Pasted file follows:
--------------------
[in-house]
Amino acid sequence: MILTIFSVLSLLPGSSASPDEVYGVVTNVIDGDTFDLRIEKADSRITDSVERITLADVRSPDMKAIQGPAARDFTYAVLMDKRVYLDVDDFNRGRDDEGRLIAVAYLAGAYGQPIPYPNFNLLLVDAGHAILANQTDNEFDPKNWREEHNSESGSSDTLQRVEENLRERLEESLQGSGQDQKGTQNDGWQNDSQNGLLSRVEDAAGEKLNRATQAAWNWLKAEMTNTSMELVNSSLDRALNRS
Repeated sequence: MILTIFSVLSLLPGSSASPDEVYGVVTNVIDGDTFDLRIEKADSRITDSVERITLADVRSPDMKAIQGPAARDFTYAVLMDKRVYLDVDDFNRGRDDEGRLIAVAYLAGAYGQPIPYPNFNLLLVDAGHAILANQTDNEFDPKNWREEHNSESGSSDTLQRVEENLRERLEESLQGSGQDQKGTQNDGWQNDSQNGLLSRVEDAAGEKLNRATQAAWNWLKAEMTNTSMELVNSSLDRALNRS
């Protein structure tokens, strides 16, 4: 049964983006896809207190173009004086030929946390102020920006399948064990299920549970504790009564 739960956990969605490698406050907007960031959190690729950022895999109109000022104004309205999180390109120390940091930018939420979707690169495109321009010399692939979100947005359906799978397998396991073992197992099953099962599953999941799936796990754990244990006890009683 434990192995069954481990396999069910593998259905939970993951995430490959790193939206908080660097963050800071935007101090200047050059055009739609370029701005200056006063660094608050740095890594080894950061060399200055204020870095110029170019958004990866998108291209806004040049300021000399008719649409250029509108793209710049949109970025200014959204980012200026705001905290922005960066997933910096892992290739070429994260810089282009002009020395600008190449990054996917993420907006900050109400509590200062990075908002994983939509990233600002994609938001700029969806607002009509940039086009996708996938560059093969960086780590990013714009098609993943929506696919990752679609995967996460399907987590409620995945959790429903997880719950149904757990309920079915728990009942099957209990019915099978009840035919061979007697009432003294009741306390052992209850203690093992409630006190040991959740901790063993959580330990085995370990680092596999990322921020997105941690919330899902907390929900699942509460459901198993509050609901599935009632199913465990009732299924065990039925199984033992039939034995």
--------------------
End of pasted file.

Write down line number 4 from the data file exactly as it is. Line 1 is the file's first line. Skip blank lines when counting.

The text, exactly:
């Protein structure tokens, strides 16, 4: 049964983006896809207190173009004086030929946390102020920006399948064990299920549970504790009564 739960956990969605490698406050907007960031959190690729950022895999109109000022104004309205999180390109120390940091930018939420979707690169495109321009010399692939979100947005359906799978397998396991073992197992099953099962599953999941799936796990754990244990006890009683 434990192995069954481990396999069910593998259905939970993951995430490959790193939206908080660097963050800071935007101090200047050059055009739609370029701005200056006063660094608050740095890594080894950061060399200055204020870095110029170019958004990866998108291209806004040049300021000399008719649409250029509108793209710049949109970025200014959204980012200026705001905290922005960066997933910096892992290739070429994260810089282009002009020395600008190449990054996917993420907006900050109400509590200062990075908002994983939509990233600002994609938001700029969806607002009509940039086009996708996938560059093969960086780590990013714009098609993943929506696919990752679609995967996460399907987590409620995945959790429903997880719950149904757990309920079915728990009942099957209990019915099978009840035919061979007697009432003294009741306390052992209850203690093992409630006190040991959740901790063993959580330990085995370990680092596999990322921020997105941690919330899902907390929900699942509460459901198993509050609901599935009632199913465990009732299924065990039925199984033992039939034995």